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    Greek Grid Attracts Two Bids


Greece's privatisation agency has received two binding offers for a 66% stake in Desfa.

by: Mark Smedley

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Natural Gas & LNG News, Europe, Corporate, Political, Privatisations, Contracts and tenders, TSO, News By Country, Azerbaijan, Greece, Malta

Greek Grid Attracts Two Bids

Greek privatisation agency HRADF (known in Greek as Taiped) said February 16 it received two binding offers for the acquisition of 66% interest in Greek gas transmission grid Desfa.

The two-thirds stake is made up of 31% owned by HRADF and 35% owned by publicly-listed Greek refiner Hellenic Petroleum. The Greek state will retain a 34% strategic interest in Desfa.

The two offers received were from: a consortium of Italian gas grid operator Snam alongside its Spanish and Belgian counterparts Enagas and Fluxys; and a separate consortium of Spain's Reganosa (operator of the Ferrol LNG import terminal) plus its investment arm, alongside Romanian state gas grid operator Transgaz and the European Bank for Reconstruction and Development (EBRD). HRADF said that the evaluation process would begin immediately, in line with the terms specified in the tender’s process letter.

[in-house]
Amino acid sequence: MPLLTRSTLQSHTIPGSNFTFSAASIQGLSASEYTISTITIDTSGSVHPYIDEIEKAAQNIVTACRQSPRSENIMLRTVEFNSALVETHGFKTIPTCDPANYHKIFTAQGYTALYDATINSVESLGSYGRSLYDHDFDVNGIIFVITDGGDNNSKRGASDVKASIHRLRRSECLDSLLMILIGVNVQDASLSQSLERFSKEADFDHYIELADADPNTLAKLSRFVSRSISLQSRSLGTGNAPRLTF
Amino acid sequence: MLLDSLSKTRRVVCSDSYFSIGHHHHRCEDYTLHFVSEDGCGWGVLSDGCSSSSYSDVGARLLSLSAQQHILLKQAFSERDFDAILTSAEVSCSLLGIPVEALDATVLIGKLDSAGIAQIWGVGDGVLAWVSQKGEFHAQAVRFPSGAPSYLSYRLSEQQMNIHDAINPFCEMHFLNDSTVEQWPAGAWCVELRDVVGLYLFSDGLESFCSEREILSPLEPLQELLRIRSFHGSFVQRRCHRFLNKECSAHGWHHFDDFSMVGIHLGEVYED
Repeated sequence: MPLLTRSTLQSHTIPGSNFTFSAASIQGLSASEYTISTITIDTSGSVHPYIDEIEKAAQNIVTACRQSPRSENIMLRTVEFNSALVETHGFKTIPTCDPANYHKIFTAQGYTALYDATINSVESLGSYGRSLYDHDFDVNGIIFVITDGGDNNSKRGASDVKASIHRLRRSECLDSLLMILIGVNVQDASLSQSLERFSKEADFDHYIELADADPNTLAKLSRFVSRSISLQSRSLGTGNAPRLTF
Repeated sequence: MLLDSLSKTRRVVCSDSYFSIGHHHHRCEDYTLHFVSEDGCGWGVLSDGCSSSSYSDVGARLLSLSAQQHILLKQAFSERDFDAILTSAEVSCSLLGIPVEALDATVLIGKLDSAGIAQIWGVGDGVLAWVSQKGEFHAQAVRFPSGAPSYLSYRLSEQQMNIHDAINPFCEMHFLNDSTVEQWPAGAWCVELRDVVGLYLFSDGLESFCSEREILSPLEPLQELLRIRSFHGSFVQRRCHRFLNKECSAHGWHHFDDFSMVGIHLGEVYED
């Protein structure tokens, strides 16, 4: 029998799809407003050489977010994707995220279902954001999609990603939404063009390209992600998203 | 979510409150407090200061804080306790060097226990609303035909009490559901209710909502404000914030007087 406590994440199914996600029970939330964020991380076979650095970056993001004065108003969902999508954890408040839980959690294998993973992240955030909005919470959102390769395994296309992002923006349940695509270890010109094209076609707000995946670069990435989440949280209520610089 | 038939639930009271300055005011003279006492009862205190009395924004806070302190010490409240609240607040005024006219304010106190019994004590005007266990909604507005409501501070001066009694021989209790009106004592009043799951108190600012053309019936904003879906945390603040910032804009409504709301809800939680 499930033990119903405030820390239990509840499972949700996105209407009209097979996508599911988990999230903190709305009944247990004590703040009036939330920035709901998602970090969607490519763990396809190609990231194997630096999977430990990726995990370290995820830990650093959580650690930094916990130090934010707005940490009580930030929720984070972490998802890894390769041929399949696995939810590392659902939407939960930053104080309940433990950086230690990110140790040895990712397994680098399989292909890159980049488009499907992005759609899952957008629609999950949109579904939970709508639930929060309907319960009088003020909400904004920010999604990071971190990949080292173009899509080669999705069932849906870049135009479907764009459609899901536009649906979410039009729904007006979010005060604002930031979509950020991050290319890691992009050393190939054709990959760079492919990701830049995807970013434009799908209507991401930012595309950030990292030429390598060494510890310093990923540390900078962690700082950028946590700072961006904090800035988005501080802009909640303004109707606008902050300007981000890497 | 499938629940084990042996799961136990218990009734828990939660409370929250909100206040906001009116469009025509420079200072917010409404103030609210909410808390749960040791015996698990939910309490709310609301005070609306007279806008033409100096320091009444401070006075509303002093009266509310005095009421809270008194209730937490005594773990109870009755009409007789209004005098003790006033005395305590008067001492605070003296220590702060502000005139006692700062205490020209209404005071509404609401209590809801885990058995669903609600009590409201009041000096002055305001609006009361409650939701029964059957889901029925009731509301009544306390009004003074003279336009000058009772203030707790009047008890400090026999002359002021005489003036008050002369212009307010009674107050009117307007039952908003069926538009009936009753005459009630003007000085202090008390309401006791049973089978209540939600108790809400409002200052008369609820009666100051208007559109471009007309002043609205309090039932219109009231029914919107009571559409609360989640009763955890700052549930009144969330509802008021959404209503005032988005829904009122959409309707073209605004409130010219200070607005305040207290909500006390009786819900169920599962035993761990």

The tender for the 66% majority interest in Desfa, which also owns Greece's only existing LNG import terminal at Revythoussa, began after Azerbaijan state producer Socar decided against becoming a minority investor in Desfa alongside international co-investors.

In 2013 Socar agreed to buy the 66% stake in Desfa for 400mn ($496mn) but was subsequently blocked from acquiring majority ownership by a competition ruling by the European Commission (EC), and decided against being a minority partner. The EC move was seen by some as contrarian, as it had harried Athens into selling off as many state assets as possible after the financial crisis of 2008-10, and indebted Greece's decision to seek an EU bailout after not pulling out of the eurozone. However Azerbaijan's (rather than Socar's) role in energy governance has since come under the spotlight in Malta and other areas; the EU's investment bank however earlier this month agreed a €1.5bn loan for a pipeline (TAP) to deliver Azeri gas to Europe.